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Students in leadership positions learn about brain tumors and gain real world experience in running a non-profit business while raising funds for brain tumor research. Beneficiaries of the money we raise are Barrow Neurological Institute, National Brain Tumor Society, Phoenix Children's Hospital, Translational Genomics Research Institute, and University of Arizona.

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Our Beneficiaries

  • University of AZ Research Centers
    University of AZ Research Centers
  • “The progress of the world will call for the best that all of us have to give.”

    — Mary McLeod Bethune

Brain Tumor Research News

A mouse model of glioblastoma suggests that this recalcitrant cancer originates from a pool of stem cells that can be a significant distance away from the resulting tumors. The findings of a new study, led by Children's National Hospital researchers and published July 22 in the journal Nature Communications, suggest new ways to fight this deadly disease.

Researchers affiliated with the University of Sao Paulo's Ribeirao Preto Medical School (FMRP-USP) in Brazil have demonstrated the potential of a leukemia drug, arsenic trioxide, to treat medulloblastoma, a type of brain cancer most common in children.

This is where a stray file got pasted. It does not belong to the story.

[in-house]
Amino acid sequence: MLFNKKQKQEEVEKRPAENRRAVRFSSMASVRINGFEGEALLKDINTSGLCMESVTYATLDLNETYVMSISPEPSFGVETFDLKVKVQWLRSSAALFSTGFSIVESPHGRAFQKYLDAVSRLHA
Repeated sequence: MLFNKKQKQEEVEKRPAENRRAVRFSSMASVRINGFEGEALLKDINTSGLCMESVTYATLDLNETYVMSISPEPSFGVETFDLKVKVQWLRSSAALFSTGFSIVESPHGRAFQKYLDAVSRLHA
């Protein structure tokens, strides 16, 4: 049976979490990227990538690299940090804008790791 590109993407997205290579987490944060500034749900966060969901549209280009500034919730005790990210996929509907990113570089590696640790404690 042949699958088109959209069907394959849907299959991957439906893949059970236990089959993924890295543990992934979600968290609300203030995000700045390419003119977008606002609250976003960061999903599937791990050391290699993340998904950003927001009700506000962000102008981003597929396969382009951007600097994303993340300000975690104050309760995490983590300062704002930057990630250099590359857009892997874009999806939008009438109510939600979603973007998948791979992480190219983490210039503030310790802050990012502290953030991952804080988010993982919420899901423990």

After discovering how a specific gene fuels a deadly form of children's brain tumor, University of Manitoba researchers have successfully decreased this cancer in mice.

Scientists at the University of Virginia School of Medicine have made a new discovery that could make all the difference in diagnosing the deadliest type of brain tumor. They’ve identified a gene that causes the deadliest brain tumor: glioblastoma.

The recently published study used cutting-edge methods, such as single cell sequencing, to conduct genome-wide analysis of individual tumor cells and to describe their molecular biological characteristics. The group found that ependymomas are very heterogeneous and consist of many cells with different characteristics, which complicates their treatment and might be the reason for chemotherapy resistance.

Working at the Australian Synchrotron facility in Melbourne, the scientists tested a technique for the treatment of high-grade brain cancer using personalized microbeam radiation therapy (MRT), combining it with an innovative assessment of tumor dose-coverage. MRT uses ultra-fine X-rays—each smaller in diameter than a human hair—to destroying the cancerous tissue while not harming the surrounding healthy tissue.

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